The flakiness is formed by combining the fat and the flour in the shortest time possible, leaving flecks of fat trapped within the dough that will create pockets of air while baking that separates and creates layers in the crust.
Unlike other pie crust, flaky pie crust does not have sugar in it. It makes it perfect for savory meat pies, fruit pies, and quiche.
Some recipes use butter as fat because it renders, well, buttery tasting crust which, of course, taste better.
But if you are in a warmer region you might want to use lard or shortening as both have a higher melting point than butter. This means they do not melt or soften as fast while being handled and it does not easily dissolve into the flour which is the most important thing to get a really flaky pie crust.
Maybe when you have more experience in making this pie dough and you have a cooler work area, you can give butter a go. Just remember not to over handle or overwork the dough so you should work as quickly as possible.
You may also mix the fats (part butter and part lard/shortening) to achieve both the buttery taste and flakiness that a truly good flaky pie crust should be.
TIPS TO GET PERFECT FLAKY PIE CRUST
- Whatever kind of fat you choose to use, make sure they are chilled or even frozen after cutting into small pieces before you add them to the flour. This makes the dough easier to handle and assures you of flakier pastry.
- If your kitchen is too warm, you might need to make an extra effort. Try chilling the sifted flour and salt together with the bowl before adding the chilled fat. Check that the fat is always cold throughout the process before baking, melted fat=no flakes!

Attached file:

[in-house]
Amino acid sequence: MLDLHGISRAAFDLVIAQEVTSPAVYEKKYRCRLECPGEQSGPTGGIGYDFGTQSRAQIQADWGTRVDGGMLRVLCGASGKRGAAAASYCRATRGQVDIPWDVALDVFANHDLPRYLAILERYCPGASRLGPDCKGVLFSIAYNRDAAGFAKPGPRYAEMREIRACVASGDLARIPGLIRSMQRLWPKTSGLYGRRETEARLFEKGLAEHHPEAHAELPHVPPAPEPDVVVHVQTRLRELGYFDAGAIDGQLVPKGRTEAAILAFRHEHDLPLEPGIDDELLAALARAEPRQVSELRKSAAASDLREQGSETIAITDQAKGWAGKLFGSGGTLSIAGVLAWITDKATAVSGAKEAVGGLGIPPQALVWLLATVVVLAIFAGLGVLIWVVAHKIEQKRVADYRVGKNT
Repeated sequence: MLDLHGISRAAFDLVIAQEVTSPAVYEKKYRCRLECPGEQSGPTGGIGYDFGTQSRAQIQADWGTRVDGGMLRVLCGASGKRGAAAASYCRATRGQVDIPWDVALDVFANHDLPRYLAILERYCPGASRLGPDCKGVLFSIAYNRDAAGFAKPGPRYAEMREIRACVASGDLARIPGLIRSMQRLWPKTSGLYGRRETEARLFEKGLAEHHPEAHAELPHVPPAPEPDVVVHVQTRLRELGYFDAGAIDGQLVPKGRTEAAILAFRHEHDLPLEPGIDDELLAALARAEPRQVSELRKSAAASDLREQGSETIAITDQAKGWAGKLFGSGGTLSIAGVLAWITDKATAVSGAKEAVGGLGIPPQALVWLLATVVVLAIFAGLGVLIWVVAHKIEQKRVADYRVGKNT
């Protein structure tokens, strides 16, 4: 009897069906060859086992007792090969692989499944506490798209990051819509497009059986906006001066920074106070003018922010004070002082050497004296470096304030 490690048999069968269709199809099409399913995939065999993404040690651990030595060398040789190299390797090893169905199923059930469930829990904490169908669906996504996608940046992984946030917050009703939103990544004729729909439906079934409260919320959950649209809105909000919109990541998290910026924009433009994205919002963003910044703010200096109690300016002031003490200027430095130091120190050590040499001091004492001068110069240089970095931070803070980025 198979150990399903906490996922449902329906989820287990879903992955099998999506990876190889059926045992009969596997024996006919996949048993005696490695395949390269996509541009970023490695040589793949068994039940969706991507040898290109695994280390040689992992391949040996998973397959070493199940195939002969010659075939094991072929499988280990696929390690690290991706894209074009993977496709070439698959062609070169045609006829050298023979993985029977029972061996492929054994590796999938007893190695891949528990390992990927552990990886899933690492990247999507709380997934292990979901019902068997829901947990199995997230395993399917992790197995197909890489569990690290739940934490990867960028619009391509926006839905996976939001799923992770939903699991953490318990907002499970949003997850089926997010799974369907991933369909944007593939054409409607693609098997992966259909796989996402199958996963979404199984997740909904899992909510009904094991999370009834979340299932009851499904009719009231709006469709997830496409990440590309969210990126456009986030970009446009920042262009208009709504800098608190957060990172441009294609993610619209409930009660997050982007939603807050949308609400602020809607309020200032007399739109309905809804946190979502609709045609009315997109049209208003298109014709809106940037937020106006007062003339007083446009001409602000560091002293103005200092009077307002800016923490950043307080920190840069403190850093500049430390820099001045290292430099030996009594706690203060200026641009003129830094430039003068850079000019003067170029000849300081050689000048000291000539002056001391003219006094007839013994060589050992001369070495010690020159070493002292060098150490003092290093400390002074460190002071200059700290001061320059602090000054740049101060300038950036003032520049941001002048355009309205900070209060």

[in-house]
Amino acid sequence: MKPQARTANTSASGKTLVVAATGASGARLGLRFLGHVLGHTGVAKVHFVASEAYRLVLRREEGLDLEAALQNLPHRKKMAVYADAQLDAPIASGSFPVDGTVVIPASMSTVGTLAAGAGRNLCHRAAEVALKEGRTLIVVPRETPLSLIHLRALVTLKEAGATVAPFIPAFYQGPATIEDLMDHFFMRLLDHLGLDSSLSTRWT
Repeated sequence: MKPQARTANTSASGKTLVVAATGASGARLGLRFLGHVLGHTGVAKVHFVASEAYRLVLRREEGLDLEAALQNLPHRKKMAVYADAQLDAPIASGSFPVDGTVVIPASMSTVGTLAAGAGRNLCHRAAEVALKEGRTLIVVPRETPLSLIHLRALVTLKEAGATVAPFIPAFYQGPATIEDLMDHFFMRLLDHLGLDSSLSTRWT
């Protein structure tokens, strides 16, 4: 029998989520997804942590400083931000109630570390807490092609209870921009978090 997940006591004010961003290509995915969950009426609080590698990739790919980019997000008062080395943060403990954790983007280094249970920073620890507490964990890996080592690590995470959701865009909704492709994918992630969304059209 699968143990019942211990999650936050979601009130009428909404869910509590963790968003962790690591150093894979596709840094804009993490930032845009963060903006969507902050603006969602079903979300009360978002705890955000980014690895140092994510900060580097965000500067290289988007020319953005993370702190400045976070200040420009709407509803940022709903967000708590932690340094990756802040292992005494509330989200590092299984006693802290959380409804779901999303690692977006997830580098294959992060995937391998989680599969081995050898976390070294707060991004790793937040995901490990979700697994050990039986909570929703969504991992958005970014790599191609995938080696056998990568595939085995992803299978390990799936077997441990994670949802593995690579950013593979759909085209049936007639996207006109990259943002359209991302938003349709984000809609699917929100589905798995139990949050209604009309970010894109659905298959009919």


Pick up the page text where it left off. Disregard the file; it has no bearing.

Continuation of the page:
- Although it might be tempting, do not add too much ice water as it will toughen the crust.
- Do not overwork the dough. The ingredients should be kept cold and mixed only until combined and no more.
- Avoid using your hands to mix as they emit heat. Use a fork or a pastry blender.
- If the dough gets too warm and the fat starts to become soft while rolling, stop! Chill the dough again for 15-30 minutes.
Quick and Easy Flaky Pie Crust
Layers of wafer-thin, crispy flakes are what makes a flaky pastry. And making a Flaky Pie Crust usually takes a lot of time and effort. So if you are short of time and looking for a short-cut then here is one. Perfect for meat pies, fruit and berry pies, and quiche.
- 2 1/2 cups flour - sifter
- 1 teaspoon salt
- 1 cup lard (or shortening or butter) - cut into pieces and chilled
- 6 tablespoons ice water (optional) - with 1 tablespoon lemon juice or apple cider vinegar
Sift flour and salt, cut in chilled lard with a knife until particles are like small peas, not too small or the crust will be crumbly.
Gradually sprinkle the ice-cold water, while tossing lightly with a fork, to form a ball.
Chill to make for easier handling and give the fat time to firm up again before rolling. Divide into nearly equal parts, roll into 2 crusts.
- Bake pies with custard or uncooked fruit filling in a hot oven, 425°F/220°C for 10 minutes then reduce heat to 350°F/175°C...